Review #1, from Jeremy Lafreniere, of Capital Jiu-Jitsu
The Copa Nova Brazilian Jiu-Jitsu Championships, held at the new Briar Woods High School in Ashburn, Virginia, turned out to be a medium sized “local” tournament with big teams and big names present. Competitors from Lloyd Irvin, Yamasaki, Capital Jiu-Jitsu, Fightworks, 50/50, Caique, Gustavo Machado, Vanguard, De La Riva, Revolution BJJ and many more teams made it to the Saturday event. Names of coaches and competitors included Gustavo Machado, Lloyd Irvin, David Jacobs, Doug Esposito, Ryan Hall, Tony Passos, Andrew Correa and Toney Waldecker.
The day started off very well, with Andrew Correa providing an informative rules meeting, and the action beginning promptly. Though the mat space was tight, the expert staffing made the experience very smooth. Also, there was plenty of room to walk around, warm-up and watch as the competitors did what they came to do.
At the end of the kids’, women’s and No-Gi matches, the staff cleaned and disinfected the mats – a very nice touch! Also, there was NO unnecessary mat traffic. In general competitors and coaches seemed more friendly and respectful than usual – but that might have had something to do with the fact that most attending didn’t need to drive far, the space wasn’t at all crowded and it was all done in less than a day (the tournament was completed by 6:00pm).
Stand-out competitors include Melissa Lopes from Capital Jiu-Jitsu and Tim Koren from 50/50. Melissa, the lightest women’s competitor at 119.6, won intermediate No-Gi, women’s blue belt (120 – 134.9) and women’s blue belt absolute. Tim Koren won the advanced lightweight and purple belt lightweight divisions. Looking at them both, it is clear that they have much to look forward to in the world of competitive grappling.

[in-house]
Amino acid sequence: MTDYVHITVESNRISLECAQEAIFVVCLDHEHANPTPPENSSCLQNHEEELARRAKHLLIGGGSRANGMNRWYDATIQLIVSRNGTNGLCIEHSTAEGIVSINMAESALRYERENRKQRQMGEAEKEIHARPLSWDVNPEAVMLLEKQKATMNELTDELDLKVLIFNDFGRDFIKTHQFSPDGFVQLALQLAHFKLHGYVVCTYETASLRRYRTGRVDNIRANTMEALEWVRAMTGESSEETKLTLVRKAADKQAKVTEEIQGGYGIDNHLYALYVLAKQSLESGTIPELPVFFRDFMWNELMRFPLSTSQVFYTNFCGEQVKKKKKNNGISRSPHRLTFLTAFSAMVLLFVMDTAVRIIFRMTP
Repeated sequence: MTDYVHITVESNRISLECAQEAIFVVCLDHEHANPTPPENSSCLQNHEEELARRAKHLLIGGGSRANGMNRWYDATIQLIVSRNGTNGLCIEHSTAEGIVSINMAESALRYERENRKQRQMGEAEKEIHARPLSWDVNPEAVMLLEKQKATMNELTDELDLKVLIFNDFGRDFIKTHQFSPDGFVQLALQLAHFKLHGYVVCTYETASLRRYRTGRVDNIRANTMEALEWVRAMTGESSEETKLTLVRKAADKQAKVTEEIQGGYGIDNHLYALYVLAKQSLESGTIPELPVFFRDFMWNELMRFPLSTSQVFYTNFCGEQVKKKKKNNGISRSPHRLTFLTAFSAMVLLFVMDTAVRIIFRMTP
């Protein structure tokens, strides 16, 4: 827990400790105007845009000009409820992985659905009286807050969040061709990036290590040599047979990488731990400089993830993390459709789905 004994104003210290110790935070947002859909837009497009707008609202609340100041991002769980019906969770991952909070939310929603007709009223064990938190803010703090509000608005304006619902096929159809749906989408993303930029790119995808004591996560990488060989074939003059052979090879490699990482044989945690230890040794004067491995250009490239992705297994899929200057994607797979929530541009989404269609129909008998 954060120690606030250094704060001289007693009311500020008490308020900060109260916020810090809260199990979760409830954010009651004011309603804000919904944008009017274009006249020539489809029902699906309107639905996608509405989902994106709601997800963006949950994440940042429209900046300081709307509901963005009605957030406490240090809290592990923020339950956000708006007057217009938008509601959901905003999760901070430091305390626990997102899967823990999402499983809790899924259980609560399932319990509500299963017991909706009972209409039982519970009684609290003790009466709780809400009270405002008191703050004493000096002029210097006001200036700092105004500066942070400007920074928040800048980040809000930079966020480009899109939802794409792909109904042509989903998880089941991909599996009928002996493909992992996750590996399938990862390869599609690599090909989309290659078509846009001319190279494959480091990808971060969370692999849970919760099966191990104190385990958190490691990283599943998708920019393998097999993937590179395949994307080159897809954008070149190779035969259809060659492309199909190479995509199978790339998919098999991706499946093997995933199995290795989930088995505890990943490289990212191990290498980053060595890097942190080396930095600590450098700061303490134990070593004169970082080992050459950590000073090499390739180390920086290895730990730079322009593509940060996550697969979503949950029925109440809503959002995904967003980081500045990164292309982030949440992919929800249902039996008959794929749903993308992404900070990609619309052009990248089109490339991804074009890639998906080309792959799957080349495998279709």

Review #2, from Kenny Savercool, of Team Balance/Fifty50
Having attended nearly every Copa Nova tournament since Fightworks began putting on the event (had to sit one out due to knee surgery), I have had the pleasure of watching the event grow and mature into what it had become yesterday… and that was one of the finest run local events this area has seen since US Grappling nearly a year ago. The following is an overview of Copa Nova from beginning to end, highlighting the pluses and minuses for the competitors.
Upon arrival, I was greeted with table workers at two stations. One area for filling out registration forms and another for recording competitor divisions and weights. Although I only noticed one scale, I didn’t even have to wait in line. The whole registration process was quick and efficient thankfully. The price was more than fair I felt. In a world of rising tournament prices, I paid $75 for as many divisions as I wanted. For those that compete in open weight or masters divisions in addition to their weight class or adult divisions, this saves a ton of cash.